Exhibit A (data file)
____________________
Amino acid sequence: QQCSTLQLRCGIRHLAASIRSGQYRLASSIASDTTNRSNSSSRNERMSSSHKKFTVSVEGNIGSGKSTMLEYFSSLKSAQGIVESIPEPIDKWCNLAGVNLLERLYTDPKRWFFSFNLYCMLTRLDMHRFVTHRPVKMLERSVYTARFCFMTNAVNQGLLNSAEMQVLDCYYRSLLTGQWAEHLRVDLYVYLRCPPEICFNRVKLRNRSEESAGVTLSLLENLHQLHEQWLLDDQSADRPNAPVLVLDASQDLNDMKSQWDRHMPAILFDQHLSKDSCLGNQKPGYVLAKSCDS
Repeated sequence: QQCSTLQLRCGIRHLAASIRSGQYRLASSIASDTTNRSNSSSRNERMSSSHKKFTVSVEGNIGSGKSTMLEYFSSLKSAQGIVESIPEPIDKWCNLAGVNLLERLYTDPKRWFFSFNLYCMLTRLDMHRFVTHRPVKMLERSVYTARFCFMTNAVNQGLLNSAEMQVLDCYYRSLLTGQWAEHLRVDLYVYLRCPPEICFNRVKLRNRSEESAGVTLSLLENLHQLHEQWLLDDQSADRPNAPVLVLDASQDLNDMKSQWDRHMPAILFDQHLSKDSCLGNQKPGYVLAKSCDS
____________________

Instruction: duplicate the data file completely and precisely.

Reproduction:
Amino acid sequence: QQCSTLQLRCGIRHLAASIRSGQYRLASSIASDTTNRSNSSSRNERMSSSHKKFTVSVEGNIGSGKSTMLEYFSSLKSAQGIVESIPEPIDKWCNLAGVNLLERLYTDPKRWFFSFNLYCMLTRLDMHRFVTHRPVKMLERSVYTARFCFMTNAVNQGLLNSAEMQVLDCYYRSLLTGQWAEHLRVDLYVYLRCPPEICFNRVKLRNRSEESAGVTLSLLENLHQLHEQWLLDDQSADRPNAPVLVLDASQDLNDMKSQWDRHMPAILFDQHLSKDSCLGNQKPGYVLAKSCDS
Repeated sequence: QQCSTLQLRCGIRHLAASIRSGQYRLASSIASDTTNRSNSSSRNERMSSSHKKFTVSVEGNIGSGKSTMLEYFSSLKSAQGIVESIPEPIDKWCNLAGVNLLERLYTDPKRWFFSFNLYCMLTRLDMHRFVTHRPVKMLERSVYTARFCFMTNAVNQGLLNSAEMQVLDCYYRSLLTGQWAEHLRVDLYVYLRCPPEICFNRVKLRNRSEESAGVTLSLLENLHQLHEQWLLDDQSADRPNAPVLVLDASQDLNDMKSQWDRHMPAILFDQHLSKDSCLGNQKPGYVLAKSCDS